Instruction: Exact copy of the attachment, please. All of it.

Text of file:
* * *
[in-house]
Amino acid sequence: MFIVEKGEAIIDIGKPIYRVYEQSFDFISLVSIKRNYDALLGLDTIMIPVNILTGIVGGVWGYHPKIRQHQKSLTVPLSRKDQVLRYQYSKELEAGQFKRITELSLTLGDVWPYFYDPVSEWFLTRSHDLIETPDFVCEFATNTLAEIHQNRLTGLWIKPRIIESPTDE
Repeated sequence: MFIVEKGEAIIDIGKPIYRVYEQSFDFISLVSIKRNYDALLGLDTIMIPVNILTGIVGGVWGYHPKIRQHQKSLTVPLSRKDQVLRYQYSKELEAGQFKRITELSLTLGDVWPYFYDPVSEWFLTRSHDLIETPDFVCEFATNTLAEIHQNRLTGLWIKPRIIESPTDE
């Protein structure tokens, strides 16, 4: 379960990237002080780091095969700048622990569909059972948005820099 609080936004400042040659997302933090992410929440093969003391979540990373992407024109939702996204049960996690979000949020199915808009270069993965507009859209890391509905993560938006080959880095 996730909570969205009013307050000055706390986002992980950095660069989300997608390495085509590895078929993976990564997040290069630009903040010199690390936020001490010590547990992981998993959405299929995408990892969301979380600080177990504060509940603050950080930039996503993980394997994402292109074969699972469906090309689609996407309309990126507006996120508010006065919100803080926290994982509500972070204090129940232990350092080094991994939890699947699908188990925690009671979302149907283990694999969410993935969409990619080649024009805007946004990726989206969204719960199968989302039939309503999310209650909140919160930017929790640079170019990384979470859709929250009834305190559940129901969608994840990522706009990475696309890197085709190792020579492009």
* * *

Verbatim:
[in-house]
Amino acid sequence: MFIVEKGEAIIDIGKPIYRVYEQSFDFISLVSIKRNYDALLGLDTIMIPVNILTGIVGGVWGYHPKIRQHQKSLTVPLSRKDQVLRYQYSKELEAGQFKRITELSLTLGDVWPYFYDPVSEWFLTRSHDLIETPDFVCEFATNTLAEIHQNRLTGLWIKPRIIESPTDE
Repeated sequence: MFIVEKGEAIIDIGKPIYRVYEQSFDFISLVSIKRNYDALLGLDTIMIPVNILTGIVGGVWGYHPKIRQHQKSLTVPLSRKDQVLRYQYSKELEAGQFKRITELSLTLGDVWPYFYDPVSEWFLTRSHDLIETPDFVCEFATNTLAEIHQNRLTGLWIKPRIIESPTDE
């Protein structure tokens, strides 16, 4: 379960990237002080780091095969700048622990569909059972948005820099 609080936004400042040659997302933090992410929440093969003391979540990373992407024109939702996204049960996690979000949020199915808009270069993965507009859209890391509905993560938006080959880095 996730909570969205009013307050000055706390986002992980950095660069989300997608390495085509590895078929993976990564997040290069630009903040010199690390936020001490010590547990992981998993959405299929995408990892969301979380600080177990504060509940603050950080930039996503993980394997994402292109074969699972469906090309689609996407309309990126507006996120508010006065919100803080926290994982509500972070204090129940232990350092080094991994939890699947699908188990925690009671979302149907283990694999969410993935969409990619080649024009805007946004990726989206969204719960199968989302039939309503999310209650909140919160930017929790640079170019990384979470859709929250009834305190559940129901969608994840990522706009990475696309890197085709190792020579492009």